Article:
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Supranowicz & Kirchner – August 2023

Craig R. Kirchner and Edward Michael Supranowicz traded art and words. Edward shared this image, titled “Something Wicked This Way Comes”:

In response, Craig wrote this poem:

Helter Skelter

We never tripped unless Charlie said it was OK.
He would put the acid on our tongues,
and then he would go and quietly sit,
pluck his guitar and watch.
We would listen to the music.
It would become frantic, zigzagged, schizoid,
and always, Charlie’s eyes  

When I get to the bottom
I go back to the top of the hill,
And I stop and turn, and I give you a pill. 

We never knew who to partner with
It became an every-which-way orgy
of colors and bodies.
The walls would move and melt.
Charlie sat, watched, and assured us,
“we’re not the Merry Pranksters,
we’re Manson’s Marauders.”  

Do you, don’t you want me to make you,
I’m coming down fast but I’m miles above you. 

We would dance, frolic and writhe,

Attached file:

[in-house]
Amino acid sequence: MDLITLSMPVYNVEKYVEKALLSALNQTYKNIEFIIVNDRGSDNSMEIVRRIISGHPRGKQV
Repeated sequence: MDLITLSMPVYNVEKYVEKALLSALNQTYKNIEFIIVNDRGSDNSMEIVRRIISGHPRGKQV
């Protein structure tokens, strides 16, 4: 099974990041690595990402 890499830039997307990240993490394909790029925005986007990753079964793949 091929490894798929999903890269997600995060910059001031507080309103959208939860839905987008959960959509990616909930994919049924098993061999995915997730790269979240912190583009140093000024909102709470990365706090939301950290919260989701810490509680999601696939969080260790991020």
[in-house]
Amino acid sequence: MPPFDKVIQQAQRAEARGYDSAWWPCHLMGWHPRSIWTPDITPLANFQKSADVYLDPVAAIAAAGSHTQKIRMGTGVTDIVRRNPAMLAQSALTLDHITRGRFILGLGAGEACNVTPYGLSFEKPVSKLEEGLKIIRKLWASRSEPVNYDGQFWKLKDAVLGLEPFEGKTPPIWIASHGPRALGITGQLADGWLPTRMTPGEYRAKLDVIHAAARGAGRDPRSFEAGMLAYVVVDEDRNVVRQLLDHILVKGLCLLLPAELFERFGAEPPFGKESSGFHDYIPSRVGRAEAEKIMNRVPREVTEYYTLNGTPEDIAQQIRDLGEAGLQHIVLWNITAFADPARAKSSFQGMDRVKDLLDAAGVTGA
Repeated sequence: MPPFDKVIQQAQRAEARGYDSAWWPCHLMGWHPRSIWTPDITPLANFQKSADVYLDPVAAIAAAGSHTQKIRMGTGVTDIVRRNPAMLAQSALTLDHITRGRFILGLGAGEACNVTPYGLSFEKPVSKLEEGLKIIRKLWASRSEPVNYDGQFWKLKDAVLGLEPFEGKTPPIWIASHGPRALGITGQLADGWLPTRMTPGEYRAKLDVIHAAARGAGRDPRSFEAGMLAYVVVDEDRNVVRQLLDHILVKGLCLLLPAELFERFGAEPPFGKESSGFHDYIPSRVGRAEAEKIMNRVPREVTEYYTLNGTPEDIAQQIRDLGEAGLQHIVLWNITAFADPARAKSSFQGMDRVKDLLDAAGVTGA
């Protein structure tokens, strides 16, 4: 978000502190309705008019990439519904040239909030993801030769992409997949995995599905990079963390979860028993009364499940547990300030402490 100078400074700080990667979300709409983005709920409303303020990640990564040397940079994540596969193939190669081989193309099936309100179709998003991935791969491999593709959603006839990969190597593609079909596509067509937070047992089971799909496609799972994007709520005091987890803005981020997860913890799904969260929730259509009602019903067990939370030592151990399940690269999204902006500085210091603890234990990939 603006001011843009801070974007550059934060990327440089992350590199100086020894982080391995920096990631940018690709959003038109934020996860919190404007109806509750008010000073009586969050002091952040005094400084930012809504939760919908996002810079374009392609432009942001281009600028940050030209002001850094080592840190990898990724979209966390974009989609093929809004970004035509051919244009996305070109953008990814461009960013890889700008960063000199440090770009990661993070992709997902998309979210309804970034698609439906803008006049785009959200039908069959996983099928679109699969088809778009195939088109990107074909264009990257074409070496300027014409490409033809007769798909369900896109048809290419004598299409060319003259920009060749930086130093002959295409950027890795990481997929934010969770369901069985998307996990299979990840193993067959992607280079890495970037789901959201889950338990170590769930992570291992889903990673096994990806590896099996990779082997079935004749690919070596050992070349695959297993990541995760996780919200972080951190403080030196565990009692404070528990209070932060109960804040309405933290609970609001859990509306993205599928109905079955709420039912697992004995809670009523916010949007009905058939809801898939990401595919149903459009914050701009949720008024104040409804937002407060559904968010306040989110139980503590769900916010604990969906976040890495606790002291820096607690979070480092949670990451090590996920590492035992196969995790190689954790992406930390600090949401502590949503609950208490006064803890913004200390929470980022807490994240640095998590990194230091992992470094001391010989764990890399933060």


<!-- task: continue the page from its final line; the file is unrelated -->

knowing we were part of something big.
We would change normal, as folks knew it.
Only Charlie knew how to do it.
We had to wait,
until he was ready,
knowing he would tell us the plan.  

Will you, won’t you want me to make you?
I’m coming down fast, but don’t let me break you. 

We knew only Charlie could provide the words.
He explained that the pick-up truck spun out,
when we floored it in the sand,
and the fear we had of losing control,
was the fear we had to deliver.
“They won’t see it coming,
but it will send them into a tailspin of hate,
and then we will emerge, on the know.”  

Tell me, tell me, tell me your answer.
Well, you may be a lover, but you ain’t no dancer. 

We thought it metaphorical, poetic even,
when he said, “deliver the message so,
they can’t miss it, write the words,
on the wall in blood.”
We thought he meant the beauty of the lyrics,
of his vision,
the premonition of the song.  

Well look out! Helter Skelter,
Helter Skelter, Helter Skelter.
She’s coming down fast. 

I got blisters on my fingers.

* * * * *

Craig shared this poem with Edward:

Asphalt Cancer

Last night I watched the sidewalk quiver,
spasm as if caressed,
bordered by tufts of neon moss,
chameleon in green finesse.

The trickle in the gutter,
leftovers from a mint fresh rain,
corroded bricks to urban silt,
sloughed to sewers, to mud, to dust.

Trees like plastic Hollywood, 
were cramped by raised cement.
It seemed as if this camouflage,
these row-house slabs of man,

had failed to cover, to hide, to dent,
the transcendence of crawling weeds,
the evening’s strange foment.

In response, Edward made this image, titled “Flowers Wandering in the Night Breeze”:

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